Monday, February 28, 2011

Sometimes She Falls Down

Over the last 18 months there have been many things that in retrospect look a lot clearer. Is that FPIES? Or is that just life? Or is that being a parent? There are a lot of things that I wish I had done, or not done, or just done differently, but the facts are always the same: I did the best that I can with the information I had. This is the story of life.

As moms we are pretty hard on ourselves, and when we have a chronically ill or special needs child that is only amplified. I wish I had elminated corn from my diet before I stopped breastfeeding. I wish I had started keeping logs of her daily schedule and bizarre symptoms much sooner (I did with the first child, why not this one?). I wish I had started a probiotic first, like the pediatrician suggested. But I can't change those things now.

As we have continued on the path of weaning Elianna off of her prescription formula, I have begun to see changes in her that are remarkable. Normal, perhaps. But things I did not see before now, and did not realize I was missing.

The word autism is one that brings fear to any parent, yet it keeps popping up in connection with FPIES and severe food intolerance. Another FPIES mom whose older child is on the spectrum. Doctors doing current research are connecting immune system dysfunction to autism, dyspraxia, ADHD, extreme food intolerances....These topics are all very controversial and unknown. Like vaccinations.

I never related any of these conditions to Elianna. Until now. Sensory issues, food therapy, swallowing problems due to inability to control gag reflex. Sleeping a particular way, eating a particular way, showing sensitivity to light, temperature, and texture. Extreme volumes of quiet and loud when she speaks or cries. The inability to self-sooth. Never wanting to be put down and needing to sleep as upright as possible. It took her longer to walk, and talk, and sit up, and just about everything. And sometimes she just falls down. She trips, she loses her balance, or she will be standing right next to you and the next thing you know she is laying flat on the floor. She doesn't always get up right away, which has always been a bit puzzling. And this never concerned me, until we recently made changes and began to see a different little girl.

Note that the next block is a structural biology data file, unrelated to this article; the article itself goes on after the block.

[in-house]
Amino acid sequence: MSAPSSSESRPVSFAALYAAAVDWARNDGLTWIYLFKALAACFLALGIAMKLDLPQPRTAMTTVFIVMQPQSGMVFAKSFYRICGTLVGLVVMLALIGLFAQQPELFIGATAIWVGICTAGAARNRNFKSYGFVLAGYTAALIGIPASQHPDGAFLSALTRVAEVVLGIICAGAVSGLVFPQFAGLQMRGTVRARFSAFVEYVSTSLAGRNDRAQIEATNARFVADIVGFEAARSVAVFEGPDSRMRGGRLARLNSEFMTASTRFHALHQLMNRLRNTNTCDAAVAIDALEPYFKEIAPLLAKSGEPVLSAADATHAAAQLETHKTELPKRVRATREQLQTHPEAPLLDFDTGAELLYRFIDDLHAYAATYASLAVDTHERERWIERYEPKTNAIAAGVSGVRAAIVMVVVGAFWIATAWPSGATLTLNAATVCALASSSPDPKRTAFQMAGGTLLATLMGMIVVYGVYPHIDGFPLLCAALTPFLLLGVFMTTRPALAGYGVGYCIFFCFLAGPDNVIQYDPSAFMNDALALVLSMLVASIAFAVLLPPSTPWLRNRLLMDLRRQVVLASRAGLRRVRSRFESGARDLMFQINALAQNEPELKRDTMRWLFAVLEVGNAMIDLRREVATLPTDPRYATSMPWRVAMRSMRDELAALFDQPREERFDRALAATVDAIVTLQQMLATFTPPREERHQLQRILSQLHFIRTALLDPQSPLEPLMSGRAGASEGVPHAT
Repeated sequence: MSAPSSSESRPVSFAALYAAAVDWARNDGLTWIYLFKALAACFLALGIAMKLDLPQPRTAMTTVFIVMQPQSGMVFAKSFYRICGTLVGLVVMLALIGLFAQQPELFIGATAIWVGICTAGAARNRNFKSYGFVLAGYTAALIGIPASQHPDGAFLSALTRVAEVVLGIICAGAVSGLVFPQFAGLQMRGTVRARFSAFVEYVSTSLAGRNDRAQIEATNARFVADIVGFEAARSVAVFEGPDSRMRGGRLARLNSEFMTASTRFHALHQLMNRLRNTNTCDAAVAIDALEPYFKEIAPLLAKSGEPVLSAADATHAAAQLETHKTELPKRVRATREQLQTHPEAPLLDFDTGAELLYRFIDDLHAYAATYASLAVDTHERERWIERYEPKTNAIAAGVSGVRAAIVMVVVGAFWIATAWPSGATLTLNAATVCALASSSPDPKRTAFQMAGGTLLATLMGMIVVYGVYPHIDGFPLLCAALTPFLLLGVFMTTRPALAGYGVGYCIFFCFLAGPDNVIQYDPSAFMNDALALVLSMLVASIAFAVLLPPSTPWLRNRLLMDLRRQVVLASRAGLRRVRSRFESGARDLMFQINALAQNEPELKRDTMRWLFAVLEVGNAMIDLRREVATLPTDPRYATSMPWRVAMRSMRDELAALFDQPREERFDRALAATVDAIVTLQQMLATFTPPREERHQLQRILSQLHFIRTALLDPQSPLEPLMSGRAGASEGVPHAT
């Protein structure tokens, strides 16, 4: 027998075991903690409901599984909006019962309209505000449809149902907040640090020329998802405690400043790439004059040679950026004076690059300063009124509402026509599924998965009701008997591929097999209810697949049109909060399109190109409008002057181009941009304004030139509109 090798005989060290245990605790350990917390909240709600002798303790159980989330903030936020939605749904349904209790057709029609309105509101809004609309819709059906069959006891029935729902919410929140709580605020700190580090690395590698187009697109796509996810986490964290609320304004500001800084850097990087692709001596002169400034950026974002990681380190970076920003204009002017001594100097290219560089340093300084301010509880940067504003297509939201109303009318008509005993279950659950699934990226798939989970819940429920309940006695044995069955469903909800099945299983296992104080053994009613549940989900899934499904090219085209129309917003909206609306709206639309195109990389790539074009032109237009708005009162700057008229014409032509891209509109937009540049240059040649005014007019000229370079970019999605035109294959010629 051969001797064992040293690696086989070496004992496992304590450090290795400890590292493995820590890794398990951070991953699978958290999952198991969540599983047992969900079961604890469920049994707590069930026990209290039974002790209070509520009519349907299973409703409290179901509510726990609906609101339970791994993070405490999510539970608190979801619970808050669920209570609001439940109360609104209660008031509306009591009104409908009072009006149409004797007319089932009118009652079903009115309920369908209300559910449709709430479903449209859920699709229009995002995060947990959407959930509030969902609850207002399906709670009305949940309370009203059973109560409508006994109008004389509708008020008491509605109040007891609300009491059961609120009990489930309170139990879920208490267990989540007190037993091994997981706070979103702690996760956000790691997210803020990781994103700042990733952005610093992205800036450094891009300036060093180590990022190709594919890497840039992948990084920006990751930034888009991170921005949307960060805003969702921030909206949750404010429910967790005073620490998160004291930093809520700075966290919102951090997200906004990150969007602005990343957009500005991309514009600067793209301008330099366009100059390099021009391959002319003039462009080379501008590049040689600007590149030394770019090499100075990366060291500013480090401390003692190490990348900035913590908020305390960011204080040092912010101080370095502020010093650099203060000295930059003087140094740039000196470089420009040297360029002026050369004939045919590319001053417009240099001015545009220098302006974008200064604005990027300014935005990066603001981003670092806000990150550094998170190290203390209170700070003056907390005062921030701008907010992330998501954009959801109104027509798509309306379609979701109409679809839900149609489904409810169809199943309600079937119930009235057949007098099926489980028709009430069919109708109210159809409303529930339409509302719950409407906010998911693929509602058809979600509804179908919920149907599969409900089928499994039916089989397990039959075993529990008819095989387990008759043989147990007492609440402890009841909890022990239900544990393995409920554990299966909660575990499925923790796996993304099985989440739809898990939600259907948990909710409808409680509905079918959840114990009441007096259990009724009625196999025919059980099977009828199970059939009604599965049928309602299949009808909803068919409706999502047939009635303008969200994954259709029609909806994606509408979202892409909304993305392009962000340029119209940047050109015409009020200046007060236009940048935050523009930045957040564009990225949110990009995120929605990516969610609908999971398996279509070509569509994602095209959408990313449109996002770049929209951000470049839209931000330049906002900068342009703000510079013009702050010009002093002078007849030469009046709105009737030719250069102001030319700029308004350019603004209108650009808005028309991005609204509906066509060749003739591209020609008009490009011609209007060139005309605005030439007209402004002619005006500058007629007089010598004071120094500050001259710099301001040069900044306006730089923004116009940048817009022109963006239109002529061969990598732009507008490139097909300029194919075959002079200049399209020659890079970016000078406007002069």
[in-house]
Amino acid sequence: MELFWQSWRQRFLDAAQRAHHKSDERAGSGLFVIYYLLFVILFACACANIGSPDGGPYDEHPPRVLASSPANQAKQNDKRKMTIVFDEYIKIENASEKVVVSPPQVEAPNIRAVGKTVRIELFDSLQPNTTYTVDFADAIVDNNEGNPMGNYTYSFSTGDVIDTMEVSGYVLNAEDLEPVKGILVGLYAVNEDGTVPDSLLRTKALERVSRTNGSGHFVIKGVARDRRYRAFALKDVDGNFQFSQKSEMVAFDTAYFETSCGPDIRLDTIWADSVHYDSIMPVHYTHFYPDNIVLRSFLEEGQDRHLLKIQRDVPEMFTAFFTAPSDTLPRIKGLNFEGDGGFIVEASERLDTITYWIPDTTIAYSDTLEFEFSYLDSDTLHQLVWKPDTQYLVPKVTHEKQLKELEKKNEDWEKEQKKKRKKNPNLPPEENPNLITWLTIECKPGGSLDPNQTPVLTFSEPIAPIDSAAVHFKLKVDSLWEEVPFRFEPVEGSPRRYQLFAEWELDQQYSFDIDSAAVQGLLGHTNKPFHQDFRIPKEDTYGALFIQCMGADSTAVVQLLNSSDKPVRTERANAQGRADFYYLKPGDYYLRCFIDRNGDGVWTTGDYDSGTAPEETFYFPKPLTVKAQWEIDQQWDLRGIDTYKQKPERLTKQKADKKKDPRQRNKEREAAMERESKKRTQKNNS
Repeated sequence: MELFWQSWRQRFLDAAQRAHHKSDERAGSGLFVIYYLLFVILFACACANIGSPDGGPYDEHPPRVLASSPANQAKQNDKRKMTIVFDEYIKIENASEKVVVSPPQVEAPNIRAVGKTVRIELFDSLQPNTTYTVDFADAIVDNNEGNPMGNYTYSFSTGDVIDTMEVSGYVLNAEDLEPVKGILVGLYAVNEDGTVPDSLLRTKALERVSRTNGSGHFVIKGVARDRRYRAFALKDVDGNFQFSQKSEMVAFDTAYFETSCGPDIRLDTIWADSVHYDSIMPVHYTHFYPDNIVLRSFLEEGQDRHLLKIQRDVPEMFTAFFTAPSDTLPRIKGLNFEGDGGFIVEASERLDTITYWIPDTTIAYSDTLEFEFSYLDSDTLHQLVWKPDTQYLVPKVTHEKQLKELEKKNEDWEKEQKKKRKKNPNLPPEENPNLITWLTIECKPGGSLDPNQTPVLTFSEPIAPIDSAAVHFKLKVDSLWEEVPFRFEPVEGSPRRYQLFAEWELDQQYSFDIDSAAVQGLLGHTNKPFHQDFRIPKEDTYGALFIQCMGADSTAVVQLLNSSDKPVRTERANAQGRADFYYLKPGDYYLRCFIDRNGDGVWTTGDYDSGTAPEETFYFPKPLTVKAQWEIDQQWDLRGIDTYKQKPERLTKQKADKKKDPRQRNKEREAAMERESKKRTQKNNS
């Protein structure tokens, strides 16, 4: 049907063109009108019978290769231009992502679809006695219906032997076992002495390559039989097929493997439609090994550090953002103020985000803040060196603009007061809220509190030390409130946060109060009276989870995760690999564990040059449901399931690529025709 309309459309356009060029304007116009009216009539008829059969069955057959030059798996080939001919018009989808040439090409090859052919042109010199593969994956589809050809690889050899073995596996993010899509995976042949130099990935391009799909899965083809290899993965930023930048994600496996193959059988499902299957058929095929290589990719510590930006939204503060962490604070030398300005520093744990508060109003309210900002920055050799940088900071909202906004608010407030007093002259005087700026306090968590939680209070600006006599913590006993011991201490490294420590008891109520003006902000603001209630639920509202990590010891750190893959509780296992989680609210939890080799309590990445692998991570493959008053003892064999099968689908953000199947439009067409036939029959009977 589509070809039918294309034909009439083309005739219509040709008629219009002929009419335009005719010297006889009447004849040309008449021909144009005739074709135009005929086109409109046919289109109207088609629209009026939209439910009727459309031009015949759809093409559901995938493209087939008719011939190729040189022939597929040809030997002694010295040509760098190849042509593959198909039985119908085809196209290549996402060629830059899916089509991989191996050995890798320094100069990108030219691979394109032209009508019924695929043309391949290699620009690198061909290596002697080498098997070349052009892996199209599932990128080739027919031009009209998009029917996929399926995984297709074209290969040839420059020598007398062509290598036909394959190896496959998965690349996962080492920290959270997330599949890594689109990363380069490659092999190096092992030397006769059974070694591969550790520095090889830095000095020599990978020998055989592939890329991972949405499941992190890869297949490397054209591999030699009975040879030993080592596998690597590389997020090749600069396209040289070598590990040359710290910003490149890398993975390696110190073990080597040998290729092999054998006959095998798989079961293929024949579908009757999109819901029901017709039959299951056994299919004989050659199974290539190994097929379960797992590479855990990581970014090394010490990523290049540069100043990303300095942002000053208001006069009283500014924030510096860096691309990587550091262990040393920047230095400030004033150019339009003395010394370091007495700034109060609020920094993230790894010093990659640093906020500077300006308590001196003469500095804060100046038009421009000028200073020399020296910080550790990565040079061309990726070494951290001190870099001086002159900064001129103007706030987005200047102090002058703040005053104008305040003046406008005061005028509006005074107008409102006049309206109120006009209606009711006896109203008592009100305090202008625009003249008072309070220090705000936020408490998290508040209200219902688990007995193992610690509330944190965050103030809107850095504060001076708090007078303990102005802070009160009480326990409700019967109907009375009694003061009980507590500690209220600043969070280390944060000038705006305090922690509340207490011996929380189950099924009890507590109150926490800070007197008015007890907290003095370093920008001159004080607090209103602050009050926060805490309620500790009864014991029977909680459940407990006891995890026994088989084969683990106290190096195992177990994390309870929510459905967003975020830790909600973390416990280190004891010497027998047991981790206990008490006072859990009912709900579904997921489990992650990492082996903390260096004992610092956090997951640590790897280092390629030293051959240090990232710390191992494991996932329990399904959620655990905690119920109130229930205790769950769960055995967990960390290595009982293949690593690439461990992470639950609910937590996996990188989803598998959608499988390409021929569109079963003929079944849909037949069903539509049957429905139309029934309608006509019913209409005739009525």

She wakes up laughing. She argues with her sister, and hits when she gets angry. She asks for things, shows preference, and responds to commands with more and more frequency. She has begun to mimic, 'high-five', and give kisses. She has words. In fact, the first time we took her off of the formula she said 6 new words within 24 hours. But most chalked it up to coincidence. To me, her mother, I find it remarkable. She DANCES. She holds a beat, bobs up and down, twirls in circles, and sings all day long. ALL day long. And watching it brings me to tears.

All of this has evolved in about the last three weeks. Perhaps she is growing. Perhaps she is just hitting milestones like she was meant to. Or perhaps she is feeling less inflammation in her little body, and getting nutrients that her brain and body so desperately need. Part of the push to make the brave steps to the bone broths occurred after I read information a couple of months back about the developing toddler. At two years of age is when the developing brain begins its first major pruning of unused-brain-whatevers (I forget exactly). That was enough for me. We were wasting time and I had nothing to lose. So what if she had a reaction? We would be no worse off then we were before, and no farther forward. And instead I have seen remarkable change and success.

As she bobbed and waved her arms today to the CD playing "Father Abraham" I could only smile in awe. Where do we go next? Forward.


  1. This brings tears to my eyes. You are truly and simply amazing. Such a faithful warrior for your little girl. <3 u

  2. Beautiful:) I am so blessed to be a tiny part in your lives. Thank you :)


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